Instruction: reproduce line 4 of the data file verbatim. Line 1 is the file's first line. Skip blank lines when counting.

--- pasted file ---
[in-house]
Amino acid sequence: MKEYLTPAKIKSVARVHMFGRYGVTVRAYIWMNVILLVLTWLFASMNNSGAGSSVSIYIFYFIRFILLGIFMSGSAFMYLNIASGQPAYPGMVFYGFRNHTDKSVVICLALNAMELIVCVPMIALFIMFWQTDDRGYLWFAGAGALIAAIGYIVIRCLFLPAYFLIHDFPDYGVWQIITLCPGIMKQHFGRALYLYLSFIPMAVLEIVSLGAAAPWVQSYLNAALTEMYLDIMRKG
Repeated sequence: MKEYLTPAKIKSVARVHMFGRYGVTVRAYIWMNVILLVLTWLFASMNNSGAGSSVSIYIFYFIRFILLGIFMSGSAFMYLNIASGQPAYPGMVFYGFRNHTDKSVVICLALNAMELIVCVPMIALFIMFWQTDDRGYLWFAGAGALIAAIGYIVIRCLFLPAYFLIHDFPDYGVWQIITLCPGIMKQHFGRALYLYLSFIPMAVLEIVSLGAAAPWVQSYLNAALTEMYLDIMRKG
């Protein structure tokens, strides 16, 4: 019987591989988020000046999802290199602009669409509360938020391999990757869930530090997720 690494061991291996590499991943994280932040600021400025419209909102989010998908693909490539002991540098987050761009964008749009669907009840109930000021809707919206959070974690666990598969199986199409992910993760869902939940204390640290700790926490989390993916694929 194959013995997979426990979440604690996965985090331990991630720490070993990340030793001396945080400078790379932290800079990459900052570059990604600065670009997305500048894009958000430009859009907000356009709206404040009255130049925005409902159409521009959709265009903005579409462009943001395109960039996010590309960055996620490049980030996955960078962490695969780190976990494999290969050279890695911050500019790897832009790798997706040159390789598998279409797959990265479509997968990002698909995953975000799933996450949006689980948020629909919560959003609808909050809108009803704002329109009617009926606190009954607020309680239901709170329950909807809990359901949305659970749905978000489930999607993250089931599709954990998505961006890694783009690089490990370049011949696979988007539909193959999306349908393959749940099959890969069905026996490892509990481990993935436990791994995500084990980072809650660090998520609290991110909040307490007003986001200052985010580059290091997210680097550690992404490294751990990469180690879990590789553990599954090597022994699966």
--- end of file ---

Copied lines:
């Protein structure tokens, strides 16, 4: 019987591989988020000046999802290199602009669409509360938020391999990757869930530090997720 690494061991291996590499991943994280932040600021400025419209909102989010998908693909490539002991540098987050761009964008749009669907009840109930000021809707919206959070974690666990598969199986199409992910993760869902939940204390640290700790926490989390993916694929 194959013995997979426990979440604690996965985090331990991630720490070993990340030793001396945080400078790379932290800079990459900052570059990604600065670009997305500048894009958000430009859009907000356009709206404040009255130049925005409902159409521009959709265009903005579409462009943001395109960039996010590309960055996620490049980030996955960078962490695969780190976990494999290969050279890695911050500019790897832009790798997706040159390789598998279409797959990265479509997968990002698909995953975000799933996450949006689980948020629909919560959003609808909050809108009803704002329109009617009926606190009954607020309680239901709170329950909807809990359901949305659970749905978000489930999607993250089931599709954990998505961006890694783009690089490990370049011949696979988007539909193959999306349908393959749940099959890969069905026996490892509990481990993935436990791994995500084990980072809650660090998520609290991110909040307490007003986001200052985010580059290091997210680097550690992404490294751990990469180690879990590789553990599954090597022994699966």